He also wrote about the development of wireless communication (a big deal in the early part of the 20th century). He didn’t give the bulk of the credit to Guglielmo Marconi. Rather he wrote about the “useless knowledge” discovered by “Professor Clerk Maxwell, who in 1865 carried out certain abstruse and remote calculations in the field of magnetism and electricity” and about the work of Heinrich Hertz who detected and demonstrated “electromagnetic waves which are the carriers of wireless signals.” He asked, “What did Marconi invent?” His answer, “Merely the last technical detail, mainly the now obsolete receiving device called coherer, almost universally discarded.” He continued, “Who were the useful men? Not Marconi, but Clerk Maxwell and Heinrich Hertz. Hertz and Maxwell were geniuses without thought of use. Marconi was a clever inventor with no thought but use.” That judgment may sound harsh; but, Flexner was trying to make a point. He had no quarrel about the place inventors and innovators have in the world. Flexner readily admitted, “We live in a world that would be helpless without electricity.” He just wanted to make sure people understood that practical applications are always built upon knowledge discovered by people who had no interest in how new knowledge could be applied. He explained:

“I am not for a moment suggesting that everything that goes in laboratories will ultimately turn to some unexpected practical use or that an ultimate practical use is its actual justification. Much more am I pleading for the abolition of the word ‘use,’ and for the freeing of the human spirit. … To be sure, we shall thus waste some precious dollars. But what is infinitely more important is that we shall be striking the shackles off the human mind and setting it free for the adventures which in our own day have, on the one hand, taken Hale and Rutherford and Einstein and their peers millions upon millions of miles into the uttermost realms of space and, on the other hand, loosed the boundless energy imprisoned in the atom. What Rutherford and others like Bohr and Millikan have done out of sheer curiosity in the effort to understand the construction of the atom has released forces which may transform human life.”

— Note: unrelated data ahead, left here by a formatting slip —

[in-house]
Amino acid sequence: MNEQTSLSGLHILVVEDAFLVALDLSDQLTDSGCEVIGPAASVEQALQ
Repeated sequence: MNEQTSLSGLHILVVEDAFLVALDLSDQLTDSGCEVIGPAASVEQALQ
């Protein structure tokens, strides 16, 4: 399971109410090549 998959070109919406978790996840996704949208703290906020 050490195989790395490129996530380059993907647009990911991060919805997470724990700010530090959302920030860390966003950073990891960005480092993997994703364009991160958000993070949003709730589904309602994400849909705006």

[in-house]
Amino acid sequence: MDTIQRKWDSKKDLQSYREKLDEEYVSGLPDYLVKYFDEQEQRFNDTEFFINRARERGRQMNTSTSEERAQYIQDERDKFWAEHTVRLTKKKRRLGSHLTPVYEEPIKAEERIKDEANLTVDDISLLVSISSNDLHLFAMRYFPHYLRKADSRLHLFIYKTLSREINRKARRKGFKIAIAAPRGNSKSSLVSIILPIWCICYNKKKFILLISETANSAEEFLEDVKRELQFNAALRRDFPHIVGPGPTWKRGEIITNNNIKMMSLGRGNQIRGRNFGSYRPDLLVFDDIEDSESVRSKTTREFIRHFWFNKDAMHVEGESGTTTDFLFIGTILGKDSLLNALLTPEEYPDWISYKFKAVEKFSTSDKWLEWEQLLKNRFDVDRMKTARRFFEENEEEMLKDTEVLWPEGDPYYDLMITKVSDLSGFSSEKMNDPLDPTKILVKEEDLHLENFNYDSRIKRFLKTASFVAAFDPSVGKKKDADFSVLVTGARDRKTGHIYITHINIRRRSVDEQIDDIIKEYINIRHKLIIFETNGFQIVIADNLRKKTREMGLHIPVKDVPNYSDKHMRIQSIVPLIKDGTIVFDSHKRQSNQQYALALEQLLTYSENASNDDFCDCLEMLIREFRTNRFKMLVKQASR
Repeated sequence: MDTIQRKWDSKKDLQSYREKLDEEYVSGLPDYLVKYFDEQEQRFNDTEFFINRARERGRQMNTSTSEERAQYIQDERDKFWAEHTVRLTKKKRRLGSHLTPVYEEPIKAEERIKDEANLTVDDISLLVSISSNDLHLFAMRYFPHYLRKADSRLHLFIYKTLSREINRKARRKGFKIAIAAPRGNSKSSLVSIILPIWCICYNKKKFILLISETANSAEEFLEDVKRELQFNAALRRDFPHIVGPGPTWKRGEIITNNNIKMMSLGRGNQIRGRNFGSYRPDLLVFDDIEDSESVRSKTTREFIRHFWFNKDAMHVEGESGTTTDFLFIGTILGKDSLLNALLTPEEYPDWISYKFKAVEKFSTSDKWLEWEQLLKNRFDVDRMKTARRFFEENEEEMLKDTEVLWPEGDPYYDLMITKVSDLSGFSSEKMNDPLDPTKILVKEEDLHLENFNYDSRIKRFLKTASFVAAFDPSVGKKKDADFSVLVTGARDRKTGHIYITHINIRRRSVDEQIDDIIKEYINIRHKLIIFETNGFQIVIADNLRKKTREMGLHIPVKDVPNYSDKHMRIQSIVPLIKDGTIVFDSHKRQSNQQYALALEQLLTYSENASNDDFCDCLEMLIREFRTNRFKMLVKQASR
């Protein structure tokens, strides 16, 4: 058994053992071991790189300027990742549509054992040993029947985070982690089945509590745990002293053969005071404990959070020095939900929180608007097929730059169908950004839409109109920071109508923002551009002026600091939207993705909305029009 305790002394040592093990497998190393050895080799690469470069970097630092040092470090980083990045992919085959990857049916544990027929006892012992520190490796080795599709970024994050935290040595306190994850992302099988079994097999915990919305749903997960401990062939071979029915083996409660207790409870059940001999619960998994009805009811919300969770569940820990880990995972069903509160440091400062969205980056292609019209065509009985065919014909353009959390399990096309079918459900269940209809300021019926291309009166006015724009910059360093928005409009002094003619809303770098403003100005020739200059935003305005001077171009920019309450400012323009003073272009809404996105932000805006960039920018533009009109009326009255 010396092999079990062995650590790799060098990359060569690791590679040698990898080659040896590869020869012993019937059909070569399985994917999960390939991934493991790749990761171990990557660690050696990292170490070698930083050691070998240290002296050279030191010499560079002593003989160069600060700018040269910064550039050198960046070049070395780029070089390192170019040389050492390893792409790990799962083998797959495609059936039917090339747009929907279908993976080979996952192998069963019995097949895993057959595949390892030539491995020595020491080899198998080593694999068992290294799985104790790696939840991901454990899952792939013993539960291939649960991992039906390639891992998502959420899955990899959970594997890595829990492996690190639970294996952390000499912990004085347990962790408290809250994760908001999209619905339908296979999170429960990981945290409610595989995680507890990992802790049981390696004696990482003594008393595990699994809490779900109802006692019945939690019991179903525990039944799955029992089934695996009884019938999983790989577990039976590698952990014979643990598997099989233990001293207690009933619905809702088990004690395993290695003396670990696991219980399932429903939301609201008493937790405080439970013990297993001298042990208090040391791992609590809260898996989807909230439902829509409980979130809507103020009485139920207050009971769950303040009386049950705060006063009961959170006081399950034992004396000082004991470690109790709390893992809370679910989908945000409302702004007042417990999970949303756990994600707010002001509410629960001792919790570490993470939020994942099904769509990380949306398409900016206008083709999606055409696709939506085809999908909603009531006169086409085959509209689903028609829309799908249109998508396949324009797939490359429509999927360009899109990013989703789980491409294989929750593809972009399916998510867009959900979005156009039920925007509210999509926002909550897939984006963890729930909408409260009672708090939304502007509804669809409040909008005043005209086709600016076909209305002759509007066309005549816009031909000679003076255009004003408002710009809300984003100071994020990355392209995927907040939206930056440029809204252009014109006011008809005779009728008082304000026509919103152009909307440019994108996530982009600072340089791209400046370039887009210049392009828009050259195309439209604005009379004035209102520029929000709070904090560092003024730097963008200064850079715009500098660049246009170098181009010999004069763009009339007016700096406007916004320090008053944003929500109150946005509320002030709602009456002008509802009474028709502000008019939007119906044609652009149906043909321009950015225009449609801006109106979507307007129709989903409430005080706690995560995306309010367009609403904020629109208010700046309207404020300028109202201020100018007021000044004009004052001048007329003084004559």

He went on to write about how modern medicine benefited from useless knowledge. “All of the waste that could be summed up in developing the science of bacteriology is as nothing compared to the advantages which have accrued from the discoveries of Pasteur, Koch, Ehrlich, Theobald Smith, and scores of others — advantages that could never have accrued if the idea of possible use had permeated their minds.”

Summary

Flexner concluded, “With the rapid accumulation of ‘useless’ or theoretic knowledge, a situation has been created in which it has become increasingly possible to attack practical problems in a scientific spirit. Not only inventors, but ‘pure’ scientists have indulged in this sport. I have mentioned Marconi, an inventor, who, while a benefactor to the human race, as a matter of fact merely ‘picked men’s brains.’ Edison belongs to the same category. … It becomes obvious that one must be wary in attributing scientific discovery wholly to any one person. Almost every discovery has a long and precarious history. … We make ourselves no promises, but we cherish the hope that the unobstructed pursuit of useless knowledge will prove to have consequences in the future as in the past.” When Flexner died at age 92, his obituary was carried on the front page of the New York Times. An accompanying editorial concluded, “No other American of his time has contributed more to the welfare of this country and of humanity in general.” All of us who make a living in the commercial sector, owe a debt of gratitude to curious men and women who pursued answered to questions simply because they were curious and enjoyed a life-long love affair with learning.

Footnotes
[1] Jeffrey Mervis, “Data check: U.S. government share of basic research funding falls below 50%,” Science, 9 March 2017.
[2] Abraham Flexner, “The Usefulness of Useless Knowledge,” Harper’s Magazine, June/November 1939.
[3] Staff, “Research and development expenditure (% of GDP),” The World Bank.
[4] Staff, “Research and Development,” Institute for Statistics at the United Nations Educational, Scientific, and Cultural Organization.
[5] The World Bank, op. cit.